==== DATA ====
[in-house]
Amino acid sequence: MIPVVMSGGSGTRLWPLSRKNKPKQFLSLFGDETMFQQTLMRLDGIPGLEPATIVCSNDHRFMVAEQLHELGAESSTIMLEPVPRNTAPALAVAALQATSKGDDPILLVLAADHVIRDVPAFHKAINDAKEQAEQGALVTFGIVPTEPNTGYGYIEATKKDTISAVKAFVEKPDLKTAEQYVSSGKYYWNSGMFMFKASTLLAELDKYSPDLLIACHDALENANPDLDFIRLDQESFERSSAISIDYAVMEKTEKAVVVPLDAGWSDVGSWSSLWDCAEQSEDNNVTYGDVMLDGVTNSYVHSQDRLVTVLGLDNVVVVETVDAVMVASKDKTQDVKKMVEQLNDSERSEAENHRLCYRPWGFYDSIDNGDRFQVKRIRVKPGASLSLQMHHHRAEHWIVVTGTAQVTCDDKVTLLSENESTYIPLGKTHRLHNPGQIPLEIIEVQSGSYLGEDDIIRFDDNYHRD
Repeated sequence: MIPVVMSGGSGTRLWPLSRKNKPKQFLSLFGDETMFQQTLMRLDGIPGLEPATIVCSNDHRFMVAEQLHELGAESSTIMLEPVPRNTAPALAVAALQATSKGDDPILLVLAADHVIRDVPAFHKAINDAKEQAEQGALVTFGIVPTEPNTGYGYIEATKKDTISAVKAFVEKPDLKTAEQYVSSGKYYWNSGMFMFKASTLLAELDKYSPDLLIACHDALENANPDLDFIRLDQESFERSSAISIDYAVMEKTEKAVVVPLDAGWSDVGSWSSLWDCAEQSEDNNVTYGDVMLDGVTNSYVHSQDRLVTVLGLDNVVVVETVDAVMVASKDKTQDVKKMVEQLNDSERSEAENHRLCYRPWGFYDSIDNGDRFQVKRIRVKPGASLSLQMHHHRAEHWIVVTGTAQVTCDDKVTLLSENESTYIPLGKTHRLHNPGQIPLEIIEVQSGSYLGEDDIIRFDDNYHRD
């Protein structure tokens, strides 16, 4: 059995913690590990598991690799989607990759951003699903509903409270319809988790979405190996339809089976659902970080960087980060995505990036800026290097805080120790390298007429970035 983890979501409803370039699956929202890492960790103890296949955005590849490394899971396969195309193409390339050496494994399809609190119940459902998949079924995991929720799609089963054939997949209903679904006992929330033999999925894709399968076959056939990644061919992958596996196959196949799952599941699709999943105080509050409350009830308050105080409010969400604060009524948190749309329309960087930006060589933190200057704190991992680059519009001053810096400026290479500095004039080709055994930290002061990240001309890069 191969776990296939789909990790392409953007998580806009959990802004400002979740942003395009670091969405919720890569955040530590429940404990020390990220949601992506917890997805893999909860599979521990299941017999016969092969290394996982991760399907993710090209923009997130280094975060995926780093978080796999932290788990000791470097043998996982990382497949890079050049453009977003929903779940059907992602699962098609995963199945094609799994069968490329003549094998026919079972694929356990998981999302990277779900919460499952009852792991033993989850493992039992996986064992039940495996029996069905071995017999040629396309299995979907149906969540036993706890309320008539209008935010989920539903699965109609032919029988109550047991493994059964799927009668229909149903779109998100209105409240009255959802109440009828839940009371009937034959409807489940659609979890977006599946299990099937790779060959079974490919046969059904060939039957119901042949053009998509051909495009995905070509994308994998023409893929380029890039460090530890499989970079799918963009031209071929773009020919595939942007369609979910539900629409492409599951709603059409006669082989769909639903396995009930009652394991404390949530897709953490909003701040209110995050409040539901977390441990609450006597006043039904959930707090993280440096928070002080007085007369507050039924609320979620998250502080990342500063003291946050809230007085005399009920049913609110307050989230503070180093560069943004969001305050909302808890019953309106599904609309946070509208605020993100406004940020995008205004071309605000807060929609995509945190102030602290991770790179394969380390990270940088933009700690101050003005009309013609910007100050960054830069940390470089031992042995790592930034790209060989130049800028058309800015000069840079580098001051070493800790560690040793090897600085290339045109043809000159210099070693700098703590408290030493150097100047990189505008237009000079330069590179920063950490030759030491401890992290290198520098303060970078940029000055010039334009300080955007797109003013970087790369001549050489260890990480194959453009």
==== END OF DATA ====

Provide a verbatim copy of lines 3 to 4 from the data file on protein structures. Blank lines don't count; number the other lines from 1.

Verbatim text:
Repeated sequence: MIPVVMSGGSGTRLWPLSRKNKPKQFLSLFGDETMFQQTLMRLDGIPGLEPATIVCSNDHRFMVAEQLHELGAESSTIMLEPVPRNTAPALAVAALQATSKGDDPILLVLAADHVIRDVPAFHKAINDAKEQAEQGALVTFGIVPTEPNTGYGYIEATKKDTISAVKAFVEKPDLKTAEQYVSSGKYYWNSGMFMFKASTLLAELDKYSPDLLIACHDALENANPDLDFIRLDQESFERSSAISIDYAVMEKTEKAVVVPLDAGWSDVGSWSSLWDCAEQSEDNNVTYGDVMLDGVTNSYVHSQDRLVTVLGLDNVVVVETVDAVMVASKDKTQDVKKMVEQLNDSERSEAENHRLCYRPWGFYDSIDNGDRFQVKRIRVKPGASLSLQMHHHRAEHWIVVTGTAQVTCDDKVTLLSENESTYIPLGKTHRLHNPGQIPLEIIEVQSGSYLGEDDIIRFDDNYHRD
């Protein structure tokens, strides 16, 4: 059995913690590990598991690799989607990759951003699903509903409270319809988790979405190996339809089976659902970080960087980060995505990036800026290097805080120790390298007429970035 983890979501409803370039699956929202890492960790103890296949955005590849490394899971396969195309193409390339050496494994399809609190119940459902998949079924995991929720799609089963054939997949209903679904006992929330033999999925894709399968076959056939990644061919992958596996196959196949799952599941699709999943105080509050409350009830308050105080409010969400604060009524948190749309329309960087930006060589933190200057704190991992680059519009001053810096400026290479500095004039080709055994930290002061990240001309890069 191969776990296939789909990790392409953007998580806009959990802004400002979740942003395009670091969405919720890569955040530590429940404990020390990220949601992506917890997805893999909860599979521990299941017999016969092969290394996982991760399907993710090209923009997130280094975060995926780093978080796999932290788990000791470097043998996982990382497949890079050049453009977003929903779940059907992602699962098609995963199945094609799994069968490329003549094998026919079972694929356990998981999302990277779900919460499952009852792991033993989850493992039992996986064992039940495996029996069905071995017999040629396309299995979907149906969540036993706890309320008539209008935010989920539903699965109609032919029988109550047991493994059964799927009668229909149903779109998100209105409240009255959802109440009828839940009371009937034959409807489940659609979890977006599946299990099937790779060959079974490919046969059904060939039957119901042949053009998509051909495009995905070509994308994998023409893929380029890039460090530890499989970079799918963009031209071929773009020919595939942007369609979910539900629409492409599951709603059409006669082989769909639903396995009930009652394991404390949530897709953490909003701040209110995050409040539901977390441990609450006597006043039904959930707090993280440096928070002080007085007369507050039924609320979620998250502080990342500063003291946050809230007085005399009920049913609110307050989230503070180093560069943004969001305050909302808890019953309106599904609309946070509208605020993100406004940020995008205004071309605000807060929609995509945190102030602290991770790179394969380390990270940088933009700690101050003005009309013609910007100050960054830069940390470089031992042995790592930034790209060989130049800028058309800015000069840079580098001051070493800790560690040793090897600085290339045109043809000159210099070693700098703590408290030493150097100047990189505008237009000079330069590179920063950490030759030491401890992290290198520098303060970078940029000055010039334009300080955007797109003013970087790369001549050489260890990480194959453009």